But, unfortunately, it is ground zero of the Missouri Republican party. Years ago, when I was more active in labor and politics, I had a website dedicated to mostly labor issues. My tagline was: “From Cape Girardeau, MO— home of Rush Limbaugh and the very heart of the heartland of reactionary politics in the United States— a Progressive Alternative.”

            “Did you buy the really cheap Cuba kind, that are worse than American ones?”

            — Probably. I bought them in a kind of touristy street market in a mountain village above Managua, and I am far from an expert on cigars. But at least they were in a lovely little hand-carved wooden box.

            • timb says:

              The reason I know about the grandfather is because I once did some research on whether the Limbaughs were Jim Crow segregationists and the grandfather came up as fairly powerful and influential local figure whose children and grandchildren were basically living off his memory and his connections. That is until the Rush III managed, like old alchemists before failed to do, to turn racism and reactionary Anti-New Dealism into gold.

      • Cody says:

        Did you buy the really cheap Cuba kind, that are worse than American ones?

        Just to destroy people’s ambitions.

  4. Western Dave says:

    Will Kentucky vote for a woman married to a Scottish guy named Dario? Scottish or Italian? It’s all so confusing!

  5. e.a.f. says:

    dua, doesn’t he know you have to have been a G.I. to qualify, not a Git internee? And they elect these people to high office. I know Canadian politicians may not be the smartest on earth but they sure beat the American politicians.

  6. James E. Powell says:

    I’ve been ambivalent on the Ashley Judd for KY senator thing, but I am now totally in favor. It would drive the old goat crazy. He would be almost certain to make several blatantly offensive to women remarks. And if she won, if she won, I’d laugh so hard I’d plotz.

    • N__B says:

      I’m no fan of Judd, but I support her for office on the basis that looking her does not make me think of angry turtle sex. McConnell gives me the willies.

      • Timb says:

        IMHO, everyone with a brain should support anything running against McConnell. He is the purest form of corporate, oligarchical whore in America today. He opposes not just “liberal” policies, but good governance itself. He is a neo-confederate nihilist.

        And, he’s very good at it. For all the focus on Boehner, McConnell is the mastermind behind the inefficient, sclerotic government we have experienced for last 2years. It’s hard to imagine a guy who could a Senate caucus voting as a block as well as this has since the ’64 CRA and ’65 VRA broke the back of the Solid South.

        I would vote for Karl Rove if he ran against McConnell (and if I lived in Ky)

        • N__B says:

          I agree with every word you say, but “No to angry turtle sex” makes a better bumper sticker.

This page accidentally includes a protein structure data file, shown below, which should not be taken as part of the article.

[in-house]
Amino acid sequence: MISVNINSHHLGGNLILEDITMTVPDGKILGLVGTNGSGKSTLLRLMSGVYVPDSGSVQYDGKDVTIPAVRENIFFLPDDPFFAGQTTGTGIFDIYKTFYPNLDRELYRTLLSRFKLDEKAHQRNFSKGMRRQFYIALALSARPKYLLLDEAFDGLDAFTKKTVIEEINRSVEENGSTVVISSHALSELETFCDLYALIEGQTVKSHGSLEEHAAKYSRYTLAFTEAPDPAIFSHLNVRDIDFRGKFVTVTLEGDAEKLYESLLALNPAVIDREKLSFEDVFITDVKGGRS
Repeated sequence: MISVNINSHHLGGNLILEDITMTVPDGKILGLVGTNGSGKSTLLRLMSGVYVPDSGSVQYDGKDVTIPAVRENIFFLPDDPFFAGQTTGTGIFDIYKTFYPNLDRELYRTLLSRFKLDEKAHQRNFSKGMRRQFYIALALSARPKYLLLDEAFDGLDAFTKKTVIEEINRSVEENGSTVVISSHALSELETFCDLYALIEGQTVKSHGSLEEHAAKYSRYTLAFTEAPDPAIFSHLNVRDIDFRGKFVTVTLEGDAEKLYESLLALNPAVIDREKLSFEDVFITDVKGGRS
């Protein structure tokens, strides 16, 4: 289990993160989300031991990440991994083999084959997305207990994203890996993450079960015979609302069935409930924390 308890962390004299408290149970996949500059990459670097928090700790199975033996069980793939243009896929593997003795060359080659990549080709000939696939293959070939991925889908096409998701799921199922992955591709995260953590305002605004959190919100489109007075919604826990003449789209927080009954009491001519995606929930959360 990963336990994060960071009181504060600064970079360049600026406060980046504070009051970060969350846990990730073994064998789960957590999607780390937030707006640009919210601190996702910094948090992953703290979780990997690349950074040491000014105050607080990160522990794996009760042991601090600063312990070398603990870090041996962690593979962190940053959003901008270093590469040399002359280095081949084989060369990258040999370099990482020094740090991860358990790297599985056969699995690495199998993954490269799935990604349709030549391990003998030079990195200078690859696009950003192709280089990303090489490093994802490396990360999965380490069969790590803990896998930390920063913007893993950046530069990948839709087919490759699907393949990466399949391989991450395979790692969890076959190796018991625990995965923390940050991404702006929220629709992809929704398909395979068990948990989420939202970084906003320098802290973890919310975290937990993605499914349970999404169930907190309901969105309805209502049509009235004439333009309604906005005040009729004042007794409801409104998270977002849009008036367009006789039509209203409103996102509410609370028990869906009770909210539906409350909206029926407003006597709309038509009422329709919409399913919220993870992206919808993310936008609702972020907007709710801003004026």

• timb says:

            We may be taking abstraction to a higher place than the average voter can understand, but I’m fine with that

            • N__B says:

              Hmm. I may have omitted the moron factor from my calculations.

              • timb says:

                Most people consider me “the moron factor” is any conversation.

                On a more serious note, I posted to Facebook on the day after the election my contention that Obama did not beat Romney, he actually beat McConnell. After all, McConnell was the obstructionist in chief. A friend of mine from Maine was making fun of McConnell and we mentioned the turtle thing.

                Some Republican (since unfriended) high school classmate, whose main oeuvre is — for example — to comment on how taxes can’t go up to help the uninsured, because the government runs a deficit. When I pointed out he’s telling people they would be uninsured so he could save $700 a year, he was offended and decried the “personal attack” (which was tragic, since if knew that was gonna happen, I could have really gone for broke).

                He hit a fainting couch over the turtle references and just how unfair they were.

                So….long way of me saying, “yep, morons won’t get it.”

  7. Uncle Ebeneezer says:

    Is it possible that Mitch is just testing the political winds to be the first Republican to (openly) call for an end to GI benefits? Setting the bar early for the 2016 GOP horserace?

  8. CD says:

    Duffel blog is pretty entertaining.

    • redrob64 says:

      But the comments are often so depressing. How can you read a piece on the site itself and not get the joke? Or am I actually being taken in by some brilliant parodists who do note perfect imitations of clueless wingnuts? The ironic regression begins…

  9. Sly says:

    I find that whether or not an establishment politician begins embracing shit from conspiracy theorists depends on if the conspiracy theorist in question has lots of money.

    So maybe some big donor in Kentucky called up Ol’ Mitch after reading about Obummer’s nefarious plot to give terrorists a college education and demanded answers.

  10. Matt says:

    If Mitch McConnell stopped taking calls from people who push utterly false and ridiculous stories, he’d never get booked on Fox again. :)

  11. DrDick says:

    John Stuart Mill wept and recanted his qualifications.

  12. Dear Senator McConnell,

    I have recently come across reports that MITT ROMNEY IS SURGING! but that the leftist mainstream media won’t report on this fact. Could you please look into it for me?